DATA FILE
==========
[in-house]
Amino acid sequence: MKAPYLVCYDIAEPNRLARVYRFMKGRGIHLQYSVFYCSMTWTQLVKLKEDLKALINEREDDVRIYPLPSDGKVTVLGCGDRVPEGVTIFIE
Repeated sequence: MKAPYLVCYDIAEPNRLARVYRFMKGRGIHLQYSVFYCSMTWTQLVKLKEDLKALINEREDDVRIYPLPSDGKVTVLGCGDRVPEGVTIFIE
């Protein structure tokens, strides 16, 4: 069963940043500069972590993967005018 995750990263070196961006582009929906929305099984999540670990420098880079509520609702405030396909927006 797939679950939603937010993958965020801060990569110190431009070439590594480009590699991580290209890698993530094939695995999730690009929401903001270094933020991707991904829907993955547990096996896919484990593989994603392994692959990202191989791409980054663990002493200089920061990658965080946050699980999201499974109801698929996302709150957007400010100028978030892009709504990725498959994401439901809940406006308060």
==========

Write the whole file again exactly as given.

[in-house]
Amino acid sequence: MKAPYLVCYDIAEPNRLARVYRFMKGRGIHLQYSVFYCSMTWTQLVKLKEDLKALINEREDDVRIYPLPSDGKVTVLGCGDRVPEGVTIFIE
Repeated sequence: MKAPYLVCYDIAEPNRLARVYRFMKGRGIHLQYSVFYCSMTWTQLVKLKEDLKALINEREDDVRIYPLPSDGKVTVLGCGDRVPEGVTIFIE
């Protein structure tokens, strides 16, 4: 069963940043500069972590993967005018 995750990263070196961006582009929906929305099984999540670990420098880079509520609702405030396909927006 797939679950939603937010993958965020801060990569110190431009070439590594480009590699991580290209890698993530094939695995999730690009929401903001270094933020991707991904829907993955547990096996896919484990593989994603392994692959990202191989791409980054663990002493200089920061990658965080946050699980999201499974109801698929996302709150957007400010100028978030892009709504990725498959994401439901809940406006308060």